Protecting specific areas can bring back wildlife and help reverse climate change: WWF-Canada
April 19, 2021 – The Canadian government has set a clear trajectory for the recovery of nature in Canada with a $4.1-billion budget commitment over five years. This investment includes targets of conserving over one million square kilometers of freshwater and land by 2025 and increasing marine protected areas. World Wildlife Fund Canada applauds this significant and crucial investment in nature.
Protected areas, including Indigenous Protected and Conserved Areas, have the potential to create space for Canada’s at-risk species to thrive and recover, as well as recognize and reinforce the rights of Indigenous people to steward their lands and waters, and absorb and store carbon from the atmosphere through protected vegetation and soils. However, not all protected areas are created with these criteria in mind. WWF-Canada’s 2019 Wildlife Protection Assessment found that existing terrestrial protected areas were not doing an adequate job of protecting habitat for species at risk, or habitats with high densities of soil carbon or forest biomass.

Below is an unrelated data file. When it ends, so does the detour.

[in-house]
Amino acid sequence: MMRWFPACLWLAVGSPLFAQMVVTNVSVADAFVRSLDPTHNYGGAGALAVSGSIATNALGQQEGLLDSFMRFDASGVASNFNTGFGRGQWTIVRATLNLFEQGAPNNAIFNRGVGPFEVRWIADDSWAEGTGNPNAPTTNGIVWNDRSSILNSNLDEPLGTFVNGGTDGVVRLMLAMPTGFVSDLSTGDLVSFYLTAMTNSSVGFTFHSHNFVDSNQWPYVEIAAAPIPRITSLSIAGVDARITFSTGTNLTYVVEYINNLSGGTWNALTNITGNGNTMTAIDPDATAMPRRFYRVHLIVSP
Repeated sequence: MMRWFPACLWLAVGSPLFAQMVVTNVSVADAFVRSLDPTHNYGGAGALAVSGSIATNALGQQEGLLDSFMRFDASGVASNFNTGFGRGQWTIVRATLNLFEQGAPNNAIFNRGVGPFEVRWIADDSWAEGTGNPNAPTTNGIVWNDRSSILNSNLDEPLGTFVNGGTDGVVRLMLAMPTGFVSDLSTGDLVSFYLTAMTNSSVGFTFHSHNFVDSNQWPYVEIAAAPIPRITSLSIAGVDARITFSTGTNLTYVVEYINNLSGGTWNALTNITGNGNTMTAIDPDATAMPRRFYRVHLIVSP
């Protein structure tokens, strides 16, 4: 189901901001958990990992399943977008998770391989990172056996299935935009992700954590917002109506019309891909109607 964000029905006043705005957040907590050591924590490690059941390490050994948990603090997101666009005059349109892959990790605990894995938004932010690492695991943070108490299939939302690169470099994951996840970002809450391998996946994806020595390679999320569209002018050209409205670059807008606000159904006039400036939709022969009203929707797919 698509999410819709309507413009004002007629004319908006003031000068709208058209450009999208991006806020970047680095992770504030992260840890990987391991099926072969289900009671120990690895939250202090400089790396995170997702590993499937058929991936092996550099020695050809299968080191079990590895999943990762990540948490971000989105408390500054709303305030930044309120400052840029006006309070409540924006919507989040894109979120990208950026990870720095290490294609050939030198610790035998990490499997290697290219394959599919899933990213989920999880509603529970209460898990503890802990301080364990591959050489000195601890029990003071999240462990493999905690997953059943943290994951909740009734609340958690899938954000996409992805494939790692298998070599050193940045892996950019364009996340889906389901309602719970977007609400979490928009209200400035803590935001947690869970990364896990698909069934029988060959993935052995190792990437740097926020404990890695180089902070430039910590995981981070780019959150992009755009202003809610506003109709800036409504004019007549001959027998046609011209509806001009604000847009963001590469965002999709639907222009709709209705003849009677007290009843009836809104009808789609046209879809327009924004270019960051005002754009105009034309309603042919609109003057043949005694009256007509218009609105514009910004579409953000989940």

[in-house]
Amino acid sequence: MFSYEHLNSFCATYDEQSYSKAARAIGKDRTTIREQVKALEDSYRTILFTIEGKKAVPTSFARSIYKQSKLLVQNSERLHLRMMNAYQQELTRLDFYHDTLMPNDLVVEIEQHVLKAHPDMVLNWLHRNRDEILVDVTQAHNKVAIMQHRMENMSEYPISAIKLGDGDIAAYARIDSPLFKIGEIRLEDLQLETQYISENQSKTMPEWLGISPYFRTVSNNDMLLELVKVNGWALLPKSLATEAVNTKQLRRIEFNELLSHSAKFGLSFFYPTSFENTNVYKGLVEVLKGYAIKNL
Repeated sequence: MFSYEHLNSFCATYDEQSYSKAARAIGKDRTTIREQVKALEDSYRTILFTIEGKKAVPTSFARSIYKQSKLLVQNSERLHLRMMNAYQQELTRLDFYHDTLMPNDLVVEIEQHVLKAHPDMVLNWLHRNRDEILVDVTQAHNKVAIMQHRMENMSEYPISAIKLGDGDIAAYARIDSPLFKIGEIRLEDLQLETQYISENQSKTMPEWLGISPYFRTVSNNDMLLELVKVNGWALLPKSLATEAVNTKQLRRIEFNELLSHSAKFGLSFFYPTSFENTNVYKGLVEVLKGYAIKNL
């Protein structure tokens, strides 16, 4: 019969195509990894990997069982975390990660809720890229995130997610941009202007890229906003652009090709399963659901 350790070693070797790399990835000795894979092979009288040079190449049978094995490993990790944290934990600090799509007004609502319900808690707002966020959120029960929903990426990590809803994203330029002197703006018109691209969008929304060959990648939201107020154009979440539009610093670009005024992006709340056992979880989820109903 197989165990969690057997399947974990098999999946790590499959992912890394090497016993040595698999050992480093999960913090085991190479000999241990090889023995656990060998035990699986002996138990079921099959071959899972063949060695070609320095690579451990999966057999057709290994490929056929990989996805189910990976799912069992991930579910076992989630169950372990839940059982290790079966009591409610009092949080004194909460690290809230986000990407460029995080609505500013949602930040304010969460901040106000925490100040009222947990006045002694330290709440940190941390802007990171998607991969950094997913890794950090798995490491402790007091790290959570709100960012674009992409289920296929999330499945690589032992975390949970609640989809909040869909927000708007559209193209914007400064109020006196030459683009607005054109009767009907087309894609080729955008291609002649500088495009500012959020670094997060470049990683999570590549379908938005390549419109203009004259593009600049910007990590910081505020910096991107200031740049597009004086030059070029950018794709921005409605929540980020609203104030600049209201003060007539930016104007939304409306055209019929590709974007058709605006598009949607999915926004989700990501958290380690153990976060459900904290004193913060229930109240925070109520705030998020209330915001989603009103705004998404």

With populations of species at risk of extinction continuing to decline in Canada, urgent actions are needed. WWF-Canada looks forward to working with the federal government as they strive to achieve their High Ambition Coalition for Nature and People commitment to protect 30 per cent of land and waters by 2030.
Megan Leslie, president and CEO of WWF-Canada, said:
“Nature has been a bright spot in a dark year, and we’re encouraged that the government understands the need for investment. Their commitments to biodiversity have been considerable, and with this budget they are providing the means to achieve them. This funding has the potential to protect habitats for species at risk of extinction, sequester and store carbon, and support Indigenous Guardian programs to steward their traditional territories. If implemented with species, climate and people in mind, I’m hopeful this budget will put us on the road to recovery.”
The federal 2021 budget contains important commitments not only to freshwater and land protection, but also to natural infrastructure, marine protection, Pacific salmon conservation (which would also benefit the Salish Sea’s Endangered Southern Resident Killer Whales), ghost gear retrieval (to prevent entanglements that threaten marine mammals and sea turtles), and the Canada Water Agency (which could be used to help close the data gaps identified in WWF-Canada’s Watershed Reports and keep Canadian waters safe, clean and well-managed).
About World Wildlife Fund Canada
WWF-Canada creates solutions to the environmental challenges that matter most for Canadians. We work in places that are unique and ecologically important, so that nature, wildlife and people thrive together. Because we are all wildlife. For more information, visit wwf.ca.
For more information contact:
Rebecca Spring, Senior communications manager, firstname.lastname@example.org